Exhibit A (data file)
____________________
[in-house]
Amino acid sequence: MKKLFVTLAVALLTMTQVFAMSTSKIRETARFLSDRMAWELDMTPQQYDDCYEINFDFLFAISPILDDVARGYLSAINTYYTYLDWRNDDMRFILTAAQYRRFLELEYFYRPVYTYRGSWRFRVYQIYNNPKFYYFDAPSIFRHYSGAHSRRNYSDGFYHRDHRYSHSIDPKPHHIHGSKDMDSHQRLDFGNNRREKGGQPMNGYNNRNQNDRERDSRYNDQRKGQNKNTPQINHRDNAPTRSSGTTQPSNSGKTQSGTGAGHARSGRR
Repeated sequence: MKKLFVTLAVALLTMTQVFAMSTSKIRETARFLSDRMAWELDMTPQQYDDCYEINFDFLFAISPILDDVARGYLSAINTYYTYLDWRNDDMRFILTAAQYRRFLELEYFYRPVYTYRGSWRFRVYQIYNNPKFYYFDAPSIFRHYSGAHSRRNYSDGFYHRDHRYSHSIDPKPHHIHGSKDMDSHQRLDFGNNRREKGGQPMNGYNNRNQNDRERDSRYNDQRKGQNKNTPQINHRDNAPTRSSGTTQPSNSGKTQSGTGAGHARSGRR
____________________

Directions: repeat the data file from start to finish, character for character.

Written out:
[in-house]
Amino acid sequence: MKKLFVTLAVALLTMTQVFAMSTSKIRETARFLSDRMAWELDMTPQQYDDCYEINFDFLFAISPILDDVARGYLSAINTYYTYLDWRNDDMRFILTAAQYRRFLELEYFYRPVYTYRGSWRFRVYQIYNNPKFYYFDAPSIFRHYSGAHSRRNYSDGFYHRDHRYSHSIDPKPHHIHGSKDMDSHQRLDFGNNRREKGGQPMNGYNNRNQNDRERDSRYNDQRKGQNKNTPQINHRDNAPTRSSGTTQPSNSGKTQSGTGAGHARSGRR
Repeated sequence: MKKLFVTLAVALLTMTQVFAMSTSKIRETARFLSDRMAWELDMTPQQYDDCYEINFDFLFAISPILDDVARGYLSAINTYYTYLDWRNDDMRFILTAAQYRRFLELEYFYRPVYTYRGSWRFRVYQIYNNPKFYYFDAPSIFRHYSGAHSRRNYSDGFYHRDHRYSHSIDPKPHHIHGSKDMDSHQRLDFGNNRREKGGQPMNGYNNRNQNDRERDSRYNDQRKGQNKNTPQINHRDNAPTRSSGTTQPSNSGKTQSGTGAGHARSGRR